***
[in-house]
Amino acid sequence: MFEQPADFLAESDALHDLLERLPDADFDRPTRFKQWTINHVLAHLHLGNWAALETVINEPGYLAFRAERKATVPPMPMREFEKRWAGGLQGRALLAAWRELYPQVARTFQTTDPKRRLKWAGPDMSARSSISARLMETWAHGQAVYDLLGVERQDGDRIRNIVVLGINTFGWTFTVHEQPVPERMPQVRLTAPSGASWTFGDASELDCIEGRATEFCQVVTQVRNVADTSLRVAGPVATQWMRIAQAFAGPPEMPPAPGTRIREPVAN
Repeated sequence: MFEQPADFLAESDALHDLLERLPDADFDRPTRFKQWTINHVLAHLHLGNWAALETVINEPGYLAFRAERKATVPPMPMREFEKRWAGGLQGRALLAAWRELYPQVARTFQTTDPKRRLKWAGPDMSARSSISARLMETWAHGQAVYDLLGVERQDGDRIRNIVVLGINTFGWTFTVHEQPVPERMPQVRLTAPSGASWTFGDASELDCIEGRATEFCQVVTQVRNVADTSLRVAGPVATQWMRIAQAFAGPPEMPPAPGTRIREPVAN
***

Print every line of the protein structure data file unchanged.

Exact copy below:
[in-house]
Amino acid sequence: MFEQPADFLAESDALHDLLERLPDADFDRPTRFKQWTINHVLAHLHLGNWAALETVINEPGYLAFRAERKATVPPMPMREFEKRWAGGLQGRALLAAWRELYPQVARTFQTTDPKRRLKWAGPDMSARSSISARLMETWAHGQAVYDLLGVERQDGDRIRNIVVLGINTFGWTFTVHEQPVPERMPQVRLTAPSGASWTFGDASELDCIEGRATEFCQVVTQVRNVADTSLRVAGPVATQWMRIAQAFAGPPEMPPAPGTRIREPVAN
Repeated sequence: MFEQPADFLAESDALHDLLERLPDADFDRPTRFKQWTINHVLAHLHLGNWAALETVINEPGYLAFRAERKATVPPMPMREFEKRWAGGLQGRALLAAWRELYPQVARTFQTTDPKRRLKWAGPDMSARSSISARLMETWAHGQAVYDLLGVERQDGDRIRNIVVLGINTFGWTFTVHEQPVPERMPQVRLTAPSGASWTFGDASELDCIEGRATEFCQVVTQVRNVADTSLRVAGPVATQWMRIAQAFAGPPEMPPAPGTRIREPVAN